However, the thing about classic timeless looks is that they serve to outlast all the unconventional fashion trends in a very conventional kind of way. So what was all that stuff about Hugo Boss being unconventional?
After seeing the exhibition I was sure the website would be brimming with fashion forward innovative looks that perhaps worked with different textiles or even digital prints, instead I was met with timeless style.
Prior to sitting down to research this piece, I wouldn't have called Hugo brand "unconventional and innovative". If I was to create a list of innovative and unconventional fashion brands it would more likely feature the likes of Vivienne Westwood or Alexander McQueen.
So I was surprised by the premise of the exhibition and this unconventional legacy of the brand. Particularly becuase the unconventional element seems to be all about being anti-fashion and not following the crowds and the trends.
This brand is all about classic timeless pieces that serve as the staples of your wardrobe to enable you to be creative and innovative around them. These are the people that march to the beat of their own drum, they express their creativity through other means while wearing iconic Hugo Boss fashions.
As the Hugo Boss Facebook page says: "True icons will never be out of style"
Clearly I'm not very fashion and I found this really interesting, but my concern is does the average gallery visitor get all that from the exhibition? In fact what is it that the average visitor to "Red Never Follows" going to take away from the exhibition? Without attending myself it is hard to say but I can't help but think the average punter won't really care they'll be more into playing with the exhibitions and enjoying the show.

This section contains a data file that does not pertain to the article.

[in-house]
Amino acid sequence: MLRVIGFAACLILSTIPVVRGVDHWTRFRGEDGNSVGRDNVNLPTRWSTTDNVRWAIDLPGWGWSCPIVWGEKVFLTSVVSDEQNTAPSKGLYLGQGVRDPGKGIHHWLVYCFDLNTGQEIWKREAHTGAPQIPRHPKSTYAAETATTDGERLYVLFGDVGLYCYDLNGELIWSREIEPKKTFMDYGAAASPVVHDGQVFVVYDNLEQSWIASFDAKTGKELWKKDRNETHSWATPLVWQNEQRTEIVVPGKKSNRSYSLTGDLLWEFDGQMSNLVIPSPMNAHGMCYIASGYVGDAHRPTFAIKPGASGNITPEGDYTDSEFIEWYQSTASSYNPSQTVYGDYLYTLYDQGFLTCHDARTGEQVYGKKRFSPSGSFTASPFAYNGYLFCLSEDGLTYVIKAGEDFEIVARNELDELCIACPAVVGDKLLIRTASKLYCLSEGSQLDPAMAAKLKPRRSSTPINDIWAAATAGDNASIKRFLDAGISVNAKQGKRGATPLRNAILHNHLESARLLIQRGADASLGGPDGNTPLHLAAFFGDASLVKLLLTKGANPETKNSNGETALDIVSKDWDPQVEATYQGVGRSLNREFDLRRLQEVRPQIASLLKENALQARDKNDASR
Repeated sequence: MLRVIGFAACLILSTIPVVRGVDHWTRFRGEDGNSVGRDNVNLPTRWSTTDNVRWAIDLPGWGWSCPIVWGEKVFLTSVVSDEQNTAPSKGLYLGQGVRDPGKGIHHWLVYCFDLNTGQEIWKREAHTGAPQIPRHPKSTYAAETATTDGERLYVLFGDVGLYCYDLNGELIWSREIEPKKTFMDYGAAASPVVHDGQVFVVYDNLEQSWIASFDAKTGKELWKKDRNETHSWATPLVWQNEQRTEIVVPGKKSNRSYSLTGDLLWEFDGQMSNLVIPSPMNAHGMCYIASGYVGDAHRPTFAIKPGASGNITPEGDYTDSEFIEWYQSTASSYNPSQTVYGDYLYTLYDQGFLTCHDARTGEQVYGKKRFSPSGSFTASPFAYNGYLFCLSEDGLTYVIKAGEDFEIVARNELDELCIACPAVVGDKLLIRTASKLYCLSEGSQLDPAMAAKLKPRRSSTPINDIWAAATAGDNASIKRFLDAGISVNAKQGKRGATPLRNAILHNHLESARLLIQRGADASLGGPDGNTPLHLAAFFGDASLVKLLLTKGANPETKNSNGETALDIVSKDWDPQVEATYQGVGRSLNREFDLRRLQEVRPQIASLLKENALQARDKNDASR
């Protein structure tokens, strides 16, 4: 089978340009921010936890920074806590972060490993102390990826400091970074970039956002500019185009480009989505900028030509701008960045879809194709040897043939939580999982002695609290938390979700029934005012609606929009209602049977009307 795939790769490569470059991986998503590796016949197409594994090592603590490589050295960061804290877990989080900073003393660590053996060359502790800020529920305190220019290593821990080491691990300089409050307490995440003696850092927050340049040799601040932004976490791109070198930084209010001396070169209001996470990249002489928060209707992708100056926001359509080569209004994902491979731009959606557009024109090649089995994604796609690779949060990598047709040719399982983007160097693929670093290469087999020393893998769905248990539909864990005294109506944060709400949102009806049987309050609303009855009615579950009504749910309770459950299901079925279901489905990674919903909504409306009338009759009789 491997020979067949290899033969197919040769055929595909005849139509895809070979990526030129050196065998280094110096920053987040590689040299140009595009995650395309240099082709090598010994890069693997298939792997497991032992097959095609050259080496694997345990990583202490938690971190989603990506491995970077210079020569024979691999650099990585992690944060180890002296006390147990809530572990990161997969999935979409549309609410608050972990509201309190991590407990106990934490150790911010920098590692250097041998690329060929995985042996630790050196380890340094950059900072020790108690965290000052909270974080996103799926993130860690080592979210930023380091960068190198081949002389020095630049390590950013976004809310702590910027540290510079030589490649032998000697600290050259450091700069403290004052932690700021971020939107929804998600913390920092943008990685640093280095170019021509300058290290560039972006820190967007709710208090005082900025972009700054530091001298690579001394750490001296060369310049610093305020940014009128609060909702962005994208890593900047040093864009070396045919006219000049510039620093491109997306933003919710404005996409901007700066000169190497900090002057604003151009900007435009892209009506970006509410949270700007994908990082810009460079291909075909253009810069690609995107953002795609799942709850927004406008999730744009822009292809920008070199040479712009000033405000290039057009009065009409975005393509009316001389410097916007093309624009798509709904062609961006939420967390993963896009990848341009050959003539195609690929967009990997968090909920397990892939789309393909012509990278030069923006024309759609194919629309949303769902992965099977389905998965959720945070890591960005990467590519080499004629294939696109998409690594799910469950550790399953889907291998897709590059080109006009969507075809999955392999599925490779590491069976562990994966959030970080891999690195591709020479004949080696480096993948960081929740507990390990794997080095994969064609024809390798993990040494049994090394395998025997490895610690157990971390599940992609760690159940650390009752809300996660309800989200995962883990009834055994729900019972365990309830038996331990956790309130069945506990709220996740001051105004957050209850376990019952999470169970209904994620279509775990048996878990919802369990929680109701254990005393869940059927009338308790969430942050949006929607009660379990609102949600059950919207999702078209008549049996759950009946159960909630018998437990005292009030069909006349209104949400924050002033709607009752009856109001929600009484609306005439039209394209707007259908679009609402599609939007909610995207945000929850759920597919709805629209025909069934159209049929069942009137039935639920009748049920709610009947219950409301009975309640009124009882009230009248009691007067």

As a branded art exhibition Red Never Follows aligns with the brand’s values of creativity, innovation and not following. The art is compelling and unique and the exhibition appears to be well received judging by the reviews I've read. Whether visitors walk away with a strong impression of Hugo Boss and the brand is yet to be seen and I feel is a bit of a stretch. Even if the visitors "get" the message will it translate to sales? Probably not.
In maintaining the brand’s links with the art world it’s an effective exercise and I'm certain recognition of the Hugo Boss brand is high within artistic and creative circles, but whether this kicks goals with a mainstream audience is highly unlikely. I suspect the majority of visitors would see the brand's involvement in the exhibition as a name badge sponsorship, the same as sportng events and concerts, rather than anything deeper.
Red Never Follows is a great exhibition that will be sure to impress and a strong way to cement the brand in creative and artistic circles. Just how much a mainstream audience will take away from this is yet to be seen.